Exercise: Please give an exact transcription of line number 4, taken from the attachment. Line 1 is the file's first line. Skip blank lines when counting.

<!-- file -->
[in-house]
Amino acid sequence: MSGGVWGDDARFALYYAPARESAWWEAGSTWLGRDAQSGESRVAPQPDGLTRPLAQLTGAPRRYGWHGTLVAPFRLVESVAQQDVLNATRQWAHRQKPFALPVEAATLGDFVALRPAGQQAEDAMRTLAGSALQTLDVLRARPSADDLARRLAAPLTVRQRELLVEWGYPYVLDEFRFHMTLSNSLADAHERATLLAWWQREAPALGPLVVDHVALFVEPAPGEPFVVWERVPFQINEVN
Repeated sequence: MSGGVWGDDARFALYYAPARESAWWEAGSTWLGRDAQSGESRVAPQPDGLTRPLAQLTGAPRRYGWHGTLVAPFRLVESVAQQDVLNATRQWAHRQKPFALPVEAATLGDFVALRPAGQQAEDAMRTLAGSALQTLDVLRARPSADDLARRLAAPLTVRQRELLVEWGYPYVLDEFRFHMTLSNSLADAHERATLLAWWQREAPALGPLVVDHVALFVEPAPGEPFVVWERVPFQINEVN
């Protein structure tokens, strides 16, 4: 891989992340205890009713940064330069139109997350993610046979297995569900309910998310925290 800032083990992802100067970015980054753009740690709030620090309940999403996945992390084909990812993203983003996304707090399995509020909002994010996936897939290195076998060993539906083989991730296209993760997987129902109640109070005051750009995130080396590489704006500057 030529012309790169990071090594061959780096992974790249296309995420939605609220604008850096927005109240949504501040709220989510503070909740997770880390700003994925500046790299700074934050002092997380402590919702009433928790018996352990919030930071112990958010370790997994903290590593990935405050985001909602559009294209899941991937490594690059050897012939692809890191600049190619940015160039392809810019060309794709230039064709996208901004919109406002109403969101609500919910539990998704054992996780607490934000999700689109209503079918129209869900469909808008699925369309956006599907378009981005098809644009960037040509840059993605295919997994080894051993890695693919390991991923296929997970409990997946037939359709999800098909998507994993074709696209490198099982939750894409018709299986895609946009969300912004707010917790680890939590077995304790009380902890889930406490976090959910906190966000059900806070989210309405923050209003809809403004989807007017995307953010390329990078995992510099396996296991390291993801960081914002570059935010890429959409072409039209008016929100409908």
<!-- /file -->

């Protein structure tokens, strides 16, 4: 891989992340205890009713940064330069139109997350993610046979297995569900309910998310925290 800032083990992802100067970015980054753009740690709030620090309940999403996945992390084909990812993203983003996304707090399995509020909002994010996936897939290195076998060993539906083989991730296209993760997987129902109640109070005051750009995130080396590489704006500057 030529012309790169990071090594061959780096992974790249296309995420939605609220604008850096927005109240949504501040709220989510503070909740997770880390700003994925500046790299700074934050002092997380402590919702009433928790018996352990919030930071112990958010370790997994903290590593990935405050985001909602559009294209899941991937490594690059050897012939692809890191600049190619940015160039392809810019060309794709230039064709996208901004919109406002109403969101609500919910539990998704054992996780607490934000999700689109209503079918129209869900469909808008699925369309956006599907378009981005098809644009960037040509840059993605295919997994080894051993890695693919390991991923296929997970409990997946037939359709999800098909998507994993074709696209490198099982939750894409018709299986895609946009969300912004707010917790680890939590077995304790009380902890889930406490976090959910906190966000059900806070989210309405923050209003809809403004989807007017995307953010390329990078995992510099396996296991390291993801960081914002570059935010890429959409072409039209008016929100409908």